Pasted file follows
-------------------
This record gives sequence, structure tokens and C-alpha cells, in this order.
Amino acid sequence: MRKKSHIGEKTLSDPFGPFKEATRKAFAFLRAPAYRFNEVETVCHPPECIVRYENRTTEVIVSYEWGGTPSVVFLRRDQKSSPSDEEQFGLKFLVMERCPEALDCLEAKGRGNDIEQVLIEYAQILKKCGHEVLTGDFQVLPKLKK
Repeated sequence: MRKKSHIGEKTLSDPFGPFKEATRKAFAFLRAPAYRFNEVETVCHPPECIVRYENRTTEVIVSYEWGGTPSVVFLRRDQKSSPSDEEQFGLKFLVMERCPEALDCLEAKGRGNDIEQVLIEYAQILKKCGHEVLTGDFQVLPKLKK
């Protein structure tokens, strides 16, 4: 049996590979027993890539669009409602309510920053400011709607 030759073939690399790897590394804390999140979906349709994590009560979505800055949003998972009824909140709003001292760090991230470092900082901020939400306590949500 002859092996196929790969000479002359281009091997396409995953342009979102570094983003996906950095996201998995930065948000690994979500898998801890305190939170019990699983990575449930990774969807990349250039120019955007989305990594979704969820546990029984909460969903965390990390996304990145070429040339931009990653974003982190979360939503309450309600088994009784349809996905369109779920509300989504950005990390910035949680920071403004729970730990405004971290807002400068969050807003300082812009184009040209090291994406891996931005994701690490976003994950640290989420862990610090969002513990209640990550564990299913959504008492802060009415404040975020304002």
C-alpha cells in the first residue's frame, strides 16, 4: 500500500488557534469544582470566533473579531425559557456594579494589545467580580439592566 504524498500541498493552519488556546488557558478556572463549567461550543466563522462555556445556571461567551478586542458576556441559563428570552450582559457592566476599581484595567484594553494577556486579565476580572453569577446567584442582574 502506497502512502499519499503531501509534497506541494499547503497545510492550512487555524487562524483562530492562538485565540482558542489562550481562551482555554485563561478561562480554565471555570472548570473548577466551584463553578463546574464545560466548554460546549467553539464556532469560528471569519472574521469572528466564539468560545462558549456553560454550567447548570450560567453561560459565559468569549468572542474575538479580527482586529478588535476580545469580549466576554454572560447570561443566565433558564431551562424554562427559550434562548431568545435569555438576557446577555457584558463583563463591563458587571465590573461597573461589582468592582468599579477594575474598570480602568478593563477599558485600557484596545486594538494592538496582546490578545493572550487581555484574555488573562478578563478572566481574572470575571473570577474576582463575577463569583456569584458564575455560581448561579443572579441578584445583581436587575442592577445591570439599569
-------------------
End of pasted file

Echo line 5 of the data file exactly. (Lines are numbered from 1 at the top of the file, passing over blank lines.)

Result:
C-alpha cells in the first residue's frame, strides 16, 4: 500500500488557534469544582470566533473579531425559557456594579494589545467580580439592566 504524498500541498493552519488556546488557558478556572463549567461550543466563522462555556445556571461567551478586542458576556441559563428570552450582559457592566476599581484595567484594553494577556486579565476580572453569577446567584442582574 502506497502512502499519499503531501509534497506541494499547503497545510492550512487555524487562524483562530492562538485565540482558542489562550481562551482555554485563561478561562480554565471555570472548570473548577466551584463553578463546574464545560466548554460546549467553539464556532469560528471569519472574521469572528466564539468560545462558549456553560454550567447548570450560567453561560459565559468569549468572542474575538479580527482586529478588535476580545469580549466576554454572560447570561443566565433558564431551562424554562427559550434562548431568545435569555438576557446577555457584558463583563463591563458587571465590573461597573461589582468592582468599579477594575474598570480602568478593563477599558485600557484596545486594538494592538496582546490578545493572550487581555484574555488573562478578563478572566481574572470575571473570577474576582463575577463569583456569584458564575455560581448561579443572579441578584445583581436587575442592577445591570439599569